Makerspaces and 3D printers are all the rage in schools around the world. At the recent ISTE Conference, it seemed that every other session was devoted to converting your library or classroom into a makerspace.
At the recent Florida Association of Media in Education (FAME) Conference, keynote speaker Kevin Honeycutt urged librarians not to allow their makerspaces to become “3D versions of worksheets – where students replicate stuff other people have already made. Make room for innovation.”
Tom Murray, the Director of Innovation for Future Ready Schools, recently wrote this article on the different ways schools use 3D printers, which are often (but not always) at the heart of a makerspace. Tom writes that most learning occurs in the design and modification process – not in the printing. He shares the story of the Hand Challenge, in which students design and print prosthetic devices for children who need them. Tom writes:
“To be clear, the story of the Hand Challenge is NOT about 3D printers. The story is about the lives of children that have forever been changed. It’s about students that were empowered by their teacher to change the world…and change the world they have.”
Changing the world must become the standard in your makerspace.
Challenge your students to create something that enriches the lives of others – then prepare to be astounded.
Here are just a few examples of students who have risen to this challenge:
- 1st and 2nd graders use a makerspace to create objects used all around their school.
- 10yo boy creates a glucose test strip disposal unit.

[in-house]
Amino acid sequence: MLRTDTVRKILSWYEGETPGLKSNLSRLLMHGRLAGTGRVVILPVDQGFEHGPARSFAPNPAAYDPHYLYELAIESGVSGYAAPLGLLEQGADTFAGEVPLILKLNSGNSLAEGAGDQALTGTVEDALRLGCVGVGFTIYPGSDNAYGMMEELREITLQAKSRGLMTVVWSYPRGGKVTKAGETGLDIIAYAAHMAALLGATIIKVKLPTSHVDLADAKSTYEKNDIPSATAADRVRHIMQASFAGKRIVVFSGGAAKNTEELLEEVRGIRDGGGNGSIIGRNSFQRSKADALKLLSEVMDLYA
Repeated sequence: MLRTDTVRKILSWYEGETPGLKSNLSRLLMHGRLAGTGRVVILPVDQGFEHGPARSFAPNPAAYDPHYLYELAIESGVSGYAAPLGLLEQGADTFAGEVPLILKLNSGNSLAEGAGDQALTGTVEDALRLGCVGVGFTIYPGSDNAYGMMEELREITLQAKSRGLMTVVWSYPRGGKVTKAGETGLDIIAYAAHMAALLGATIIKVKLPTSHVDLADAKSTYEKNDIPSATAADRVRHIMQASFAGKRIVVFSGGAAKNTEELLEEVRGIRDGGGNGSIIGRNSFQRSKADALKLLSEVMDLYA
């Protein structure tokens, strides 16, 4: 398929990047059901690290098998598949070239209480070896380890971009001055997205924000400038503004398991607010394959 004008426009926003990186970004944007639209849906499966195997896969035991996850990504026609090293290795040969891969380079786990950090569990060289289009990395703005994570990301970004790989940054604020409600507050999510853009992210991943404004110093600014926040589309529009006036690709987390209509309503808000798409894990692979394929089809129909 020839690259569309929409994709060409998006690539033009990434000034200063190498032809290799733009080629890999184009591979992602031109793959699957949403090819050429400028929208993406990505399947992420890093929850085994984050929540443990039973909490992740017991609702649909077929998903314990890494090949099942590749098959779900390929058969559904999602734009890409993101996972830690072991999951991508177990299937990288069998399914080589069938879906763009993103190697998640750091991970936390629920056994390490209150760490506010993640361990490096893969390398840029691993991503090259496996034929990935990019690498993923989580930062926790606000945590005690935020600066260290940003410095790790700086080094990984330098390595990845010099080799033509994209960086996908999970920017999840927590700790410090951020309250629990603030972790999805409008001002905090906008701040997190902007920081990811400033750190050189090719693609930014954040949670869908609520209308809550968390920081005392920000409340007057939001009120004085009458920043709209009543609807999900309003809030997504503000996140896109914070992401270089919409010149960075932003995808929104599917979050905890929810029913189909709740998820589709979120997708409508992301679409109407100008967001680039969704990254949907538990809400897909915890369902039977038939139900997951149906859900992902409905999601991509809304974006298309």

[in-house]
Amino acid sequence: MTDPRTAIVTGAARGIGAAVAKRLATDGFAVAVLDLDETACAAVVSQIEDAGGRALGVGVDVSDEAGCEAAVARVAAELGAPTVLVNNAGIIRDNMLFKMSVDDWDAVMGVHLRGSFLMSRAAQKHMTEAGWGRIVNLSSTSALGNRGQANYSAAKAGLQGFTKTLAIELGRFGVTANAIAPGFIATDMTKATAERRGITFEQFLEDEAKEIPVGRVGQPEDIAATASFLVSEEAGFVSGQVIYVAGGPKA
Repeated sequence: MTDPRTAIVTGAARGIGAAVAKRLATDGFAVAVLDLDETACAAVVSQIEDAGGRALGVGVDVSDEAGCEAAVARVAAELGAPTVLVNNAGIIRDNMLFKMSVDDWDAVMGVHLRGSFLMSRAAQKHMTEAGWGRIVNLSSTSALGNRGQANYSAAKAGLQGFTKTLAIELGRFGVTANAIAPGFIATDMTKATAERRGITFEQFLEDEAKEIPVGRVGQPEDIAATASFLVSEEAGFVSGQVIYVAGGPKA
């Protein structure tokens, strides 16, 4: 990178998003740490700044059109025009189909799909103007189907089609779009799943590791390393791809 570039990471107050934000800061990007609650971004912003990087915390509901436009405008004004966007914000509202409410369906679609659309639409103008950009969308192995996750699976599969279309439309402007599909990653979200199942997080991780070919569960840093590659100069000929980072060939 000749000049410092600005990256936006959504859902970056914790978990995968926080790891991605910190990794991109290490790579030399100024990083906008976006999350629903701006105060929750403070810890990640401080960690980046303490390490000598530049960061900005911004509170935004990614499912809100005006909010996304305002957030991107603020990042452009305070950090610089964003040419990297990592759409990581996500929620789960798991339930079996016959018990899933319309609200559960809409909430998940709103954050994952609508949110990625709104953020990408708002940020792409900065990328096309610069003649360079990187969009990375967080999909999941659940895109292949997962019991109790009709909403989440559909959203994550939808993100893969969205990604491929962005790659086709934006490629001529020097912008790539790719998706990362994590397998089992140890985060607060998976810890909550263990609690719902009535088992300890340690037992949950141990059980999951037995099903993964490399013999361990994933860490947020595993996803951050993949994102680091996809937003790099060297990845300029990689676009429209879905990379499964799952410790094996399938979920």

- HS student creates larger lacrosse stick head for “Challenge” players
- HS students create a unique clip to help a classmate with cerebral palsy
- Makezine shares four complex student innovations that offer tremendous promise.
- FastCompany shares ten examples of student innovation to conserve the environment that competed for the First Lego League Global Innovation Award.
- Samsung’s Solve for Tomorrow competition highlights finalists from recent years who built new products that help others.
Are you just beginning your makerspace journey? Read this excellent advice from educator and author John Spencer.
We recently published this course to help students become self-aware, empowered and passionate agents for change. It includes a framework that helps them figure out how they want to change the world, and then guides them in doing it. It is an outstanding complement to makerspaces and passion-based learning, such as Genius Hour. Click here to learn more and watch the launch video.